I literally drew a breath and said “you didn’t…” before I realised that the breadknife, with its serrated blade, was intended for use on the shoebox and not Sarah. And then we laughed. And cried. And snorted. And spilt snot. And laughed. And cried. And snorted. And spilt snot. And laughed again. I don’t think I have ever laughed and cried so much in a single day, and I don’t think I ever will.
Which brings me to the point of this post, of something I learnt that day about the death of anyone or anything dear to you, including my brother Paul. I learnt that to laugh about the dead is the most cathartic thing in the world, and that sometime we lose sight of that in the terrible circumstances of death and mourning.
We laughed so hard that day, the three of us (mother, daughter and single son), that it became about more than Sarah. It became about Paul. It didn’t take long for us to start talking about him alongside Sarah after that. And for the first time in almost ten years the stories were funny ones. You know, the ones that begin with someone eagerly saying “and do you remember that time when he…”
Nearly twenty years later we tell the same stories about Paul and about Sarah. Sometimes we even remember brand new ones, coagulated from conjoined partial stories that fire up the sleeping synapses of our memories of him and of her. We may remember them differently from the ways in which they actually happened, but who cares about historic accuracy when you are conjuring up the long-dead in the furnace of your imagination?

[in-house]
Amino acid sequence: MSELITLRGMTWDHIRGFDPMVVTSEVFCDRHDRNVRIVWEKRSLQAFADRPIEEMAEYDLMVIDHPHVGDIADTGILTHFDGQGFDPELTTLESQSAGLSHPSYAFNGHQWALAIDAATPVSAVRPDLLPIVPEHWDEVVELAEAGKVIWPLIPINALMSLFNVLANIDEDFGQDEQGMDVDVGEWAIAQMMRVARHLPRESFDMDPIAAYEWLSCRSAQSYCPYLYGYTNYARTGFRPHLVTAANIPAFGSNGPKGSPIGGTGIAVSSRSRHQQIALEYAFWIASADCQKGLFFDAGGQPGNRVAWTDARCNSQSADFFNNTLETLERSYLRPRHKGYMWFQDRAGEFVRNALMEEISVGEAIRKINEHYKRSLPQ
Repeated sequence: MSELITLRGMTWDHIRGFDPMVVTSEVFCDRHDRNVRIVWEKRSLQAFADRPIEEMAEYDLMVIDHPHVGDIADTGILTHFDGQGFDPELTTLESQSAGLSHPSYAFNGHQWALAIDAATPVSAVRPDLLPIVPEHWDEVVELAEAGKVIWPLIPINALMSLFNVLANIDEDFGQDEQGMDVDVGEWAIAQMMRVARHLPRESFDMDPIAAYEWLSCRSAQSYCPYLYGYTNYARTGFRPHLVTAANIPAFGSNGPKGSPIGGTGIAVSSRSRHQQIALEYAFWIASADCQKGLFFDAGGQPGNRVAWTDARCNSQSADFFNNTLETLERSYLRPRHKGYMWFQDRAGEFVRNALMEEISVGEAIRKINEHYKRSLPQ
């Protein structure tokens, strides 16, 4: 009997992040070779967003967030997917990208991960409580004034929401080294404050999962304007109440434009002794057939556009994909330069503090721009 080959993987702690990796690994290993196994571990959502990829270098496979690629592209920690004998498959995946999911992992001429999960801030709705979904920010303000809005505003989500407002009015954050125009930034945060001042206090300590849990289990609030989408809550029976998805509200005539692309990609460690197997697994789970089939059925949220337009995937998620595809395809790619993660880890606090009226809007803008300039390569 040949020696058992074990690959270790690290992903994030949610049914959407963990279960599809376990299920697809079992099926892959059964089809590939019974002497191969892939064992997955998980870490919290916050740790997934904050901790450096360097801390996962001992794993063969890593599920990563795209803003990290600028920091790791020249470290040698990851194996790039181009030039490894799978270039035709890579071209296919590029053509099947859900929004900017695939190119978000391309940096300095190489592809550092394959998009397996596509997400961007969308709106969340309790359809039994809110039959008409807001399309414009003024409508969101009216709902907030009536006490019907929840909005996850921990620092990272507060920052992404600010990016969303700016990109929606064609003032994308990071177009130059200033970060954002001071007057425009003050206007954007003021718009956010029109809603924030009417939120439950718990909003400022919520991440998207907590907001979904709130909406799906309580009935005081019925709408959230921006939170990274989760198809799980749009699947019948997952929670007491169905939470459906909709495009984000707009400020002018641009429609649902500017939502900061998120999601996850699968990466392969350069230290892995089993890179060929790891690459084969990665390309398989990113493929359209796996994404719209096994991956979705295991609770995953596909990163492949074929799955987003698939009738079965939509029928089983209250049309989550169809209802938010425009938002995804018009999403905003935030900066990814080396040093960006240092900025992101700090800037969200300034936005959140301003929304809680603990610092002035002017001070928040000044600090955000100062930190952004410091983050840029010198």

The important thing in all of this, and the optimistic point of my post, is that we keep people alive when we remember them, when we talk about them and when we recollect their contribution to our lives. But we make them dance and sing for us when we remember the good times, when we laugh and joke about them, and when we picture them as flawed figures in the fullness of the felinity (or humanity).
So thank you Sarah for your life and for the way you unlocked joy after your death. Rest in peace (not pieces).